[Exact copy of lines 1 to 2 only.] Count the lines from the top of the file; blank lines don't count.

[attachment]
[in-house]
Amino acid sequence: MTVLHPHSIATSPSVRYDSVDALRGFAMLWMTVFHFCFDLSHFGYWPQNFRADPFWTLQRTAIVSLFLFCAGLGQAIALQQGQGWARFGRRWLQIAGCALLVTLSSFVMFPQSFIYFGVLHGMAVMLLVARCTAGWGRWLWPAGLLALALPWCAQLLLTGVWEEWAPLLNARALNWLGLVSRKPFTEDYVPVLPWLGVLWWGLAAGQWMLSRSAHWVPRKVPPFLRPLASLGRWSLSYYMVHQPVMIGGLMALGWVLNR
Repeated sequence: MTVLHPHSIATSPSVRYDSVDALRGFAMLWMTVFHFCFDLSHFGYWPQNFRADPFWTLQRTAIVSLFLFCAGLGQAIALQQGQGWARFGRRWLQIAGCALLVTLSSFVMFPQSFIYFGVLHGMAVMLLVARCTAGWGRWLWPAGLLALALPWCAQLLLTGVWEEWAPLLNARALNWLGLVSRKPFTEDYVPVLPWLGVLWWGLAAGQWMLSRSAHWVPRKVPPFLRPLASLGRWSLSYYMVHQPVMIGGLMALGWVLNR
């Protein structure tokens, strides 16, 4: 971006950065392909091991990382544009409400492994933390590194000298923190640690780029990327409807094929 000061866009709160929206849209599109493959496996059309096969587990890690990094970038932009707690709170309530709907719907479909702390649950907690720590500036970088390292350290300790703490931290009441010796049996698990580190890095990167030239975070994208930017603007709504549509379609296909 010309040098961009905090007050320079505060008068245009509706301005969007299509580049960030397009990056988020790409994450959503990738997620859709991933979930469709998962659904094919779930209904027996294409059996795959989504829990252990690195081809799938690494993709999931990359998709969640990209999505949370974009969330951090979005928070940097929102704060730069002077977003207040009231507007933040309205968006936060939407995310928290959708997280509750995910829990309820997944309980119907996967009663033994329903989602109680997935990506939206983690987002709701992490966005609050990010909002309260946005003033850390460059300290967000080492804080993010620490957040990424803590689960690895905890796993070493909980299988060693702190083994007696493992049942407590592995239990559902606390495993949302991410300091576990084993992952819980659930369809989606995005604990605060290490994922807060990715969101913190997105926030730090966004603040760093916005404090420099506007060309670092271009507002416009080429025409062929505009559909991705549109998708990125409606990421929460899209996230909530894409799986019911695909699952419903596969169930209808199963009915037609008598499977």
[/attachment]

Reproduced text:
[in-house]
Amino acid sequence: MTVLHPHSIATSPSVRYDSVDALRGFAMLWMTVFHFCFDLSHFGYWPQNFRADPFWTLQRTAIVSLFLFCAGLGQAIALQQGQGWARFGRRWLQIAGCALLVTLSSFVMFPQSFIYFGVLHGMAVMLLVARCTAGWGRWLWPAGLLALALPWCAQLLLTGVWEEWAPLLNARALNWLGLVSRKPFTEDYVPVLPWLGVLWWGLAAGQWMLSRSAHWVPRKVPPFLRPLASLGRWSLSYYMVHQPVMIGGLMALGWVLNR